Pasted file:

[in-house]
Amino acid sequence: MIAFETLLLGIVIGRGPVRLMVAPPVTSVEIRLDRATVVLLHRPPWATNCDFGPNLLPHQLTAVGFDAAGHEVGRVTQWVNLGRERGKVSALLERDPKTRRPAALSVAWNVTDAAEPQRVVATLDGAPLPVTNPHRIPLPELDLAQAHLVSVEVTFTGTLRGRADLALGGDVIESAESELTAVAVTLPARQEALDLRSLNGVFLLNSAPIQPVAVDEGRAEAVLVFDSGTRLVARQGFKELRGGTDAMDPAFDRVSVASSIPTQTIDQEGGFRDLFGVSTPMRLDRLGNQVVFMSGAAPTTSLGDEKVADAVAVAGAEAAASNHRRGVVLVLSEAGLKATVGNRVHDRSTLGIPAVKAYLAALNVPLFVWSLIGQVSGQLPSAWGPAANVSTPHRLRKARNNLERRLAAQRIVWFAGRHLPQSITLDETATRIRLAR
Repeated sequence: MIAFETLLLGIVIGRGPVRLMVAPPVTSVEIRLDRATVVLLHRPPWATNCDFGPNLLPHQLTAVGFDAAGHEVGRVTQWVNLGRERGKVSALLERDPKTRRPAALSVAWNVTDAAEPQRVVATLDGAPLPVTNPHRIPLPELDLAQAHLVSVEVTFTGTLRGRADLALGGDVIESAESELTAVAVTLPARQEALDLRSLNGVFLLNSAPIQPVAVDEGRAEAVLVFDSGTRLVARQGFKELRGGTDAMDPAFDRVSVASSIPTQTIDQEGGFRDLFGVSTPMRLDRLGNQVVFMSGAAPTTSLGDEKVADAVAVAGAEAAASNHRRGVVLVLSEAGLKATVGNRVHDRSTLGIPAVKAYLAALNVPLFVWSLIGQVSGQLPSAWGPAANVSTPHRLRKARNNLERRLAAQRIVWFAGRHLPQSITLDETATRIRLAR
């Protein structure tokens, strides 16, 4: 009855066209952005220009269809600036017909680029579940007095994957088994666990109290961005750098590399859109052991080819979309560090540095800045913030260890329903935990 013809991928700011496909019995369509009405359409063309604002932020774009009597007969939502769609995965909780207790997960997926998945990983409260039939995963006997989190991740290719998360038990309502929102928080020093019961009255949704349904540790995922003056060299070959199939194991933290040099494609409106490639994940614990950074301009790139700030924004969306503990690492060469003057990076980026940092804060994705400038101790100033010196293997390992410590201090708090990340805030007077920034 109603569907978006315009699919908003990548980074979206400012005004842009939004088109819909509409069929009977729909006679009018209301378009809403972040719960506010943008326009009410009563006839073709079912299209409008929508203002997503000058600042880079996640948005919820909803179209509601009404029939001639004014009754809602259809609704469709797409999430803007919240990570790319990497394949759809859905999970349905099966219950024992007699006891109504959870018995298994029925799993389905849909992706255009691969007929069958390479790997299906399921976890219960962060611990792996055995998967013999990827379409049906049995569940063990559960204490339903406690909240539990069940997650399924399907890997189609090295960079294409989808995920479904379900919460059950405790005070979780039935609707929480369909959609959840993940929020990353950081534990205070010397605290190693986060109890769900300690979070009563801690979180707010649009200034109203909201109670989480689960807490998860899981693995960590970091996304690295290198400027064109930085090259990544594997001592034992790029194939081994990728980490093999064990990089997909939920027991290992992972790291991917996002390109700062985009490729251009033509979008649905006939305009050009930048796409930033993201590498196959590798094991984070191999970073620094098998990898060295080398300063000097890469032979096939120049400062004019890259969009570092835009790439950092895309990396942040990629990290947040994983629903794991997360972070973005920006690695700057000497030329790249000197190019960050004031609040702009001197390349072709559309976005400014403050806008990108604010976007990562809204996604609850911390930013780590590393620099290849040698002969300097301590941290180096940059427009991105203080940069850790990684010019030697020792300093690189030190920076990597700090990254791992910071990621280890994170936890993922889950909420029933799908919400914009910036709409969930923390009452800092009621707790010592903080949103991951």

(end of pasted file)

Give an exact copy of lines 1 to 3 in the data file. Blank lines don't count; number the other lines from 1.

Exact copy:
[in-house]
Amino acid sequence: MIAFETLLLGIVIGRGPVRLMVAPPVTSVEIRLDRATVVLLHRPPWATNCDFGPNLLPHQLTAVGFDAAGHEVGRVTQWVNLGRERGKVSALLERDPKTRRPAALSVAWNVTDAAEPQRVVATLDGAPLPVTNPHRIPLPELDLAQAHLVSVEVTFTGTLRGRADLALGGDVIESAESELTAVAVTLPARQEALDLRSLNGVFLLNSAPIQPVAVDEGRAEAVLVFDSGTRLVARQGFKELRGGTDAMDPAFDRVSVASSIPTQTIDQEGGFRDLFGVSTPMRLDRLGNQVVFMSGAAPTTSLGDEKVADAVAVAGAEAAASNHRRGVVLVLSEAGLKATVGNRVHDRSTLGIPAVKAYLAALNVPLFVWSLIGQVSGQLPSAWGPAANVSTPHRLRKARNNLERRLAAQRIVWFAGRHLPQSITLDETATRIRLAR
Repeated sequence: MIAFETLLLGIVIGRGPVRLMVAPPVTSVEIRLDRATVVLLHRPPWATNCDFGPNLLPHQLTAVGFDAAGHEVGRVTQWVNLGRERGKVSALLERDPKTRRPAALSVAWNVTDAAEPQRVVATLDGAPLPVTNPHRIPLPELDLAQAHLVSVEVTFTGTLRGRADLALGGDVIESAESELTAVAVTLPARQEALDLRSLNGVFLLNSAPIQPVAVDEGRAEAVLVFDSGTRLVARQGFKELRGGTDAMDPAFDRVSVASSIPTQTIDQEGGFRDLFGVSTPMRLDRLGNQVVFMSGAAPTTSLGDEKVADAVAVAGAEAAASNHRRGVVLVLSEAGLKATVGNRVHDRSTLGIPAVKAYLAALNVPLFVWSLIGQVSGQLPSAWGPAANVSTPHRLRKARNNLERRLAAQRIVWFAGRHLPQSITLDETATRIRLAR